Kroger's New Food Scoring System Spells Trouble for Food Manufacturers

Last Updated Mar 26, 2010 1:32 PM EDT

In what might first look like economic suicide, Kroger (KR), the nation's largest supermarket chain, has decided to rate nearly all of the products it sells according to how nutritious they are. For Kroger, it's actually a smart marketing move. But for food manufacturers, this could be very bad news.

Kroger is testing the NuVal system of ranking foods in an initial 23 stores in Kentucky with the hopes that the program will be expanded to all of Kroger's 2,400 stores. NuVal, which was developed by prominent nutrition scientist David Katz at Yale, analyzes 30 food factors and ingredients and gives products a score from 1 to 100, rankings that appear prominently on Kroger shelves next to the price tag.

Food manufacturers will no doubt receive a wide range of scores for their products, but do Pepsi (PEP) and Coke (KO) really want to see a big fat 1 standing in judgment next to liters of their regular sodas, or even a dismal 15 next to the "healthier" diet versions? Coke's Minute Maid pink lemonade doesn't fare much better -- it gets a 2 (presumably the splash of lemon juice from concentrate gave it that extra point).

Other products fare much better. Post Foods' Shredded Wheat gets a 91 and Pepperidge Farm's whole grain bread gets a 46. But here's the problem for Kraft (KFT), General Mills, ConAgra (CAG), Kellogg (K), PepsiCo and all the other companies that populate the supermarket center aisles with what many have called junk food. Next to the score of 96 awarded to an apple, even the 52 for Mott's applesauce doesn't look so great. This is why food manufacturers desperately wanted to create their own, more generous system of "Smart Choices." Compared to the actual, truly healthy stuff in supermarkets -- fruits, vegetables, nuts, eggs, some dairy products, plain chicken breasts, etc. -- all the other stuff, which just happens to provide food companies with their profits, doesn't look so good. Of course, we already know that Lay's potato chips are not a health food, but there's nothing like seeing a cold hard number (in this case 17) to bring the point home.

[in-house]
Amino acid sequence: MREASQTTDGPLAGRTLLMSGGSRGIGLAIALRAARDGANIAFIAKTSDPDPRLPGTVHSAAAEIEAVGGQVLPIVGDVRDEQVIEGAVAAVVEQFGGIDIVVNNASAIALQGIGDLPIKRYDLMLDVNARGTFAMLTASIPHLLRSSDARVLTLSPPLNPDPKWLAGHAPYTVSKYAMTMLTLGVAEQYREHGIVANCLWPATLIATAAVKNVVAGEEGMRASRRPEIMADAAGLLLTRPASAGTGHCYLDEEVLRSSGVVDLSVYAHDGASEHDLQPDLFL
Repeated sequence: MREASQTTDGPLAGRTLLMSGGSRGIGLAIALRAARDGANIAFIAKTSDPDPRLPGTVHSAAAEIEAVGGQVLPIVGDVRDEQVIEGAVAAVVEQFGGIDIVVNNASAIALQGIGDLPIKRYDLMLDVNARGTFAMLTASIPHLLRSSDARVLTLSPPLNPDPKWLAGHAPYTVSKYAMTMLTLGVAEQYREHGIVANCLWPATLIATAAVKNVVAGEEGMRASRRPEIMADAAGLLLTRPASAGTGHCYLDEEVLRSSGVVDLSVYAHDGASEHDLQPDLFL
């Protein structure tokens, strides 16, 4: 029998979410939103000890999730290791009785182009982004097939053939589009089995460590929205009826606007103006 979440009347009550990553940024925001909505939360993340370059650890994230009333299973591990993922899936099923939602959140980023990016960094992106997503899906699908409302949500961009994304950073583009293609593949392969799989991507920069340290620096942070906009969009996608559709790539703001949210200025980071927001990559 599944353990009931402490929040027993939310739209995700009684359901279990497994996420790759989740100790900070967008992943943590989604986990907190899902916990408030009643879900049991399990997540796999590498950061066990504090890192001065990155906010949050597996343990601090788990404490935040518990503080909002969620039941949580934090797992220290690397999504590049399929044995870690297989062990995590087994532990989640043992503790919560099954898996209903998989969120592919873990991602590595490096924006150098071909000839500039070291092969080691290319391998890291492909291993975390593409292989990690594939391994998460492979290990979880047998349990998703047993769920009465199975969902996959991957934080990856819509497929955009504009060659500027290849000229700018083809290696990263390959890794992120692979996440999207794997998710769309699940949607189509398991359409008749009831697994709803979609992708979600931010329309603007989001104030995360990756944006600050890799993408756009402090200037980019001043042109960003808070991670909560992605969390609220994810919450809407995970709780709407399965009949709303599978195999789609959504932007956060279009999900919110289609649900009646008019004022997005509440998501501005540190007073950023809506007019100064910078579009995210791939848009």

NuVal, a company based in Braintree, Mass., gets licensing fees from supermarkets who use its rating system. It's been around since 2008, but this is first time a major supermarket chain has decided to adopt it. In today's hyper competitive grocery market, Kroger's move boils down to one word -- Walmart (WMT). By adopting NuVal as part of its new Health Matters program, which also includes free dietician-led tours of stores and a health station where shoppers can get their blood pressure, heart rate and the like checked, Kroger is hope to distinguish itself from Walmart, which has been gobbling up grocery market share in recent years.

Of course, Kroger is taking a risk. If the NuVal system is effective, shoppers might not just switch to more nutritious products -- they might actually buy less. But in an age when shoppers are more dumbfounded than ever about what's healthy, that seems like a risk worth taking.
  • Melanie Warner

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